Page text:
Porsche Has Focus On Training And Hiring More Women

Porsche has increased their female worker population from 12.8% in 2012 to 15.5% today, and they want to facilitate even more.

It’s one thing to inspire women to work for Porsche. Ensuring that they remain with the company in the long-term is just as important and may even be the greater challenge. To help us to achieve this, we have set up individual development programs and implemented a range of measures to enable women to balance their career with their family life”, explains Andreas Haffner, member of Porsche’s executive board for human resources and social affairs. By promoting programs like work-from-home, flexitime, and job-sharing in leadership positions, Porsche wants to ensure that their workers of any gender are given a measure of flexibility. Porsche also facilitates open communication lines while workers are on sabbatical or maternity leave, which allows them to return with confidence that they have not been left behind. In part because of these programs, Porsche have seen an increase in the desire of women to work for the company.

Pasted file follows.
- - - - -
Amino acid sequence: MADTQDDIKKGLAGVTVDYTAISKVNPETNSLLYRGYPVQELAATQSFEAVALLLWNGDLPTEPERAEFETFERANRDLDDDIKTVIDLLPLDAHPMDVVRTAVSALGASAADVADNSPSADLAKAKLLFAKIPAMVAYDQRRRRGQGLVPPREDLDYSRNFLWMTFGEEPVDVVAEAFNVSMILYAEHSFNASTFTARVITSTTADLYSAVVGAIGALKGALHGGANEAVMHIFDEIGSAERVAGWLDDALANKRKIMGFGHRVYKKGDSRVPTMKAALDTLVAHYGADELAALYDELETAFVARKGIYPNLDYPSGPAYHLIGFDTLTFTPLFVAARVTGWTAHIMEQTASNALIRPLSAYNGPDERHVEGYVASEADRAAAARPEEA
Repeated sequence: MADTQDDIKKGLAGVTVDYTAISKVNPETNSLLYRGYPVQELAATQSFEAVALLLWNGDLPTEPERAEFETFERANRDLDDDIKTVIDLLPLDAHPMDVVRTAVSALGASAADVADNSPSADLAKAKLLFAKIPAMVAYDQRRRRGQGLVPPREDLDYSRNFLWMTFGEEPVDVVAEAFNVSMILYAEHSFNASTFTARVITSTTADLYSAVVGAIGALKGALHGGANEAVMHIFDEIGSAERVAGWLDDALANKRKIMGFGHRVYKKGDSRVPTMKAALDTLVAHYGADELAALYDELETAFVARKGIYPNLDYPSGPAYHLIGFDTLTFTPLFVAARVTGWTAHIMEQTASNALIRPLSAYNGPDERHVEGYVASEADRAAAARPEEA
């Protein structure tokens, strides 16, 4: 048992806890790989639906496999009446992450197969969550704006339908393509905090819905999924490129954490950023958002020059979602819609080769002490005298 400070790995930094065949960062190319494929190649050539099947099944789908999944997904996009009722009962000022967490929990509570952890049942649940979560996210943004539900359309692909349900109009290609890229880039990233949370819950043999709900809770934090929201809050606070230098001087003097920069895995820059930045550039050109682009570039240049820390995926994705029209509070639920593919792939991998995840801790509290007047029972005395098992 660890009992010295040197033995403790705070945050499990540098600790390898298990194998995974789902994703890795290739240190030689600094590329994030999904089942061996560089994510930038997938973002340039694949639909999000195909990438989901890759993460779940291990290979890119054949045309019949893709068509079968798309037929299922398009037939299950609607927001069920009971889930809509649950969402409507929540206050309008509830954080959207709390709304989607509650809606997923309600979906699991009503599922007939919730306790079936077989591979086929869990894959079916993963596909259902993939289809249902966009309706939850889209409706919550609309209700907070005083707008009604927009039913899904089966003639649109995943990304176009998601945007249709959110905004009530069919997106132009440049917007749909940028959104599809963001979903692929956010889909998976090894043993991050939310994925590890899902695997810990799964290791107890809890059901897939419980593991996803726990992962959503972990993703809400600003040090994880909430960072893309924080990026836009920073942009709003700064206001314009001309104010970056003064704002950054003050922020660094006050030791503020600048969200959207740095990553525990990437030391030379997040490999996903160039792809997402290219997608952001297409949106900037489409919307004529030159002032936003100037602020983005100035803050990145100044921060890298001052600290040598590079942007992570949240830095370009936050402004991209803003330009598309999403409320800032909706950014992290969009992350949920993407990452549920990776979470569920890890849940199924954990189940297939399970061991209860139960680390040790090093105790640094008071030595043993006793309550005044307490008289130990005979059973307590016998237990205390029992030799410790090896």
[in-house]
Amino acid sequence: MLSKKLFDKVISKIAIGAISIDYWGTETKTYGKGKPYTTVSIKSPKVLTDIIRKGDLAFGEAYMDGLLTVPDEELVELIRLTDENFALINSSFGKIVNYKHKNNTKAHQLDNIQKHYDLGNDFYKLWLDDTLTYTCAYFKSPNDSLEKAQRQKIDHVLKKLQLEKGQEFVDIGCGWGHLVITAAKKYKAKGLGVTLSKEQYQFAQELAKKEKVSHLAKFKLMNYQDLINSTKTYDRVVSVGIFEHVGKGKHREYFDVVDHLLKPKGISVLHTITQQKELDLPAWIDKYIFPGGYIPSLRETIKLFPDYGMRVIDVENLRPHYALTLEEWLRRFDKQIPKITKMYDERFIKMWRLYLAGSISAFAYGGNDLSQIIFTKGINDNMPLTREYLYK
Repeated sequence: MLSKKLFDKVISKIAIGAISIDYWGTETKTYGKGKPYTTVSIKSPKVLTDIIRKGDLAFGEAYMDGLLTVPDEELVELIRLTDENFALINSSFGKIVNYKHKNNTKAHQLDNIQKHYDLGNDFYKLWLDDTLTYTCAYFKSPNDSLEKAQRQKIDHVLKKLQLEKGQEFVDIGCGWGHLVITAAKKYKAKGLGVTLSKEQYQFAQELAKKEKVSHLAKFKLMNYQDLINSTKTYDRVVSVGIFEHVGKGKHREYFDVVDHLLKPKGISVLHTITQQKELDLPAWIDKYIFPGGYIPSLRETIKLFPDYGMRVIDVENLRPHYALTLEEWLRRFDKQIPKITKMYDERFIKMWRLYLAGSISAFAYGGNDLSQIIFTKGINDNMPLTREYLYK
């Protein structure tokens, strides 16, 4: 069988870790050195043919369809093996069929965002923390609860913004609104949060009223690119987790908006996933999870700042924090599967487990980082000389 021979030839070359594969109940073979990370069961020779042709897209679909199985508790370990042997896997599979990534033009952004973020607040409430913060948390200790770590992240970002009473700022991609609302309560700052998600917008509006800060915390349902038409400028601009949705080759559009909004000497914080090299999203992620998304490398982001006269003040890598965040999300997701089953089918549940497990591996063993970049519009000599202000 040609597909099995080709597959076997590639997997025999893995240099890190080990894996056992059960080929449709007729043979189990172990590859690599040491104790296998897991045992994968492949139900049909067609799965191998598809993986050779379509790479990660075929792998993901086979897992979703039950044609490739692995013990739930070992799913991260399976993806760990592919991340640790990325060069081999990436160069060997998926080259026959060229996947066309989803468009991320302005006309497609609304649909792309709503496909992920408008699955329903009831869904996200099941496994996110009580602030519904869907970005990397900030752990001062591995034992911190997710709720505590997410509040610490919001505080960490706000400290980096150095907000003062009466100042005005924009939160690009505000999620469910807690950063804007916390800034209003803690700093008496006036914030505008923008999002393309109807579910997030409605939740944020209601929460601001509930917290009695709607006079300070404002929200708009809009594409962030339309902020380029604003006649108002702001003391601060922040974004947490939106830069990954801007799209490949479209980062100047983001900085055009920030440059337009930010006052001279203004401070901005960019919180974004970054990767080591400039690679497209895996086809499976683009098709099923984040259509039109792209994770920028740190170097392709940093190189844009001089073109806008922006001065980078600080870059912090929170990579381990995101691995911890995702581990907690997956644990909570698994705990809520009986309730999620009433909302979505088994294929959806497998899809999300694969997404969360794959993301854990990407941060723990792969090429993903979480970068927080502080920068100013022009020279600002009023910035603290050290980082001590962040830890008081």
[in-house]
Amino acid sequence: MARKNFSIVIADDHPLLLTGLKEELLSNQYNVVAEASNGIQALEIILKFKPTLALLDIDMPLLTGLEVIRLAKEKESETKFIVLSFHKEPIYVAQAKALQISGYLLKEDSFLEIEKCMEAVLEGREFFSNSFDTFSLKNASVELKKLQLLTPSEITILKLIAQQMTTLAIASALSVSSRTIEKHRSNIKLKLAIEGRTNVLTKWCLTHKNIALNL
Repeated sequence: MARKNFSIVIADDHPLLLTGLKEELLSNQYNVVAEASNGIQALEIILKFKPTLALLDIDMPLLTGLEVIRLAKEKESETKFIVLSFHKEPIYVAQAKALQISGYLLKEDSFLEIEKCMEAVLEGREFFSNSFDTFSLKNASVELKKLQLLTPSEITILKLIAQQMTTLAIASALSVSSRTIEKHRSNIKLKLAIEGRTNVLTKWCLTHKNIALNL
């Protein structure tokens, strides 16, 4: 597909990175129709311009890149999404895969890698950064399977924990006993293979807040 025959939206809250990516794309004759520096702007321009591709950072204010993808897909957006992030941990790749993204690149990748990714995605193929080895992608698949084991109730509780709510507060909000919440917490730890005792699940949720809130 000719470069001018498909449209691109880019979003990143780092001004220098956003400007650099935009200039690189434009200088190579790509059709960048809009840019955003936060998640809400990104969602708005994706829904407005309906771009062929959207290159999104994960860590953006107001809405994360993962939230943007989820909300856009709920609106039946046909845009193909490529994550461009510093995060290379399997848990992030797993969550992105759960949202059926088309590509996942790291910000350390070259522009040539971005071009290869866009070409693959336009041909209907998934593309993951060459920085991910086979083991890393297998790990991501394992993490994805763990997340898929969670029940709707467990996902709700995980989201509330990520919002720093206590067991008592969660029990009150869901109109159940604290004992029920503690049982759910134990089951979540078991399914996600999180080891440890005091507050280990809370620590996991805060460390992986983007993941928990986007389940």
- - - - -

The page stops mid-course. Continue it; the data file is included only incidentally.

While attempting to increase women at all levels of the company, Porsche are careful to avoid discrimination, attempting to promote an equal opportunity for advancement. Because they have seen a larger percentage of female workers moving into the company, they have also been able to promote more women to executive roles. In 2012 there were zero women in executive roles, but that has now increased to 8%. “Equal opportunity is our primary aim”, continues Andreas Haffner, “as only organic growth will generate acceptance of the necessary changes in our company.

Porsche says that the process begins with education. Over the last four years, the local university has seen an increase in the proportion of women enrolled in technical industrial training (from 6% to 35%). Porsche, just last week, participated in “Girls’ Day” by opening up their facilities in Saxony and Baden-Württemberg to help teach female students about careers in technical fields. This is just one branch of that ever critical “STEM” moniker people are always talking about, so here’s hoping these young women someday work for Porsche.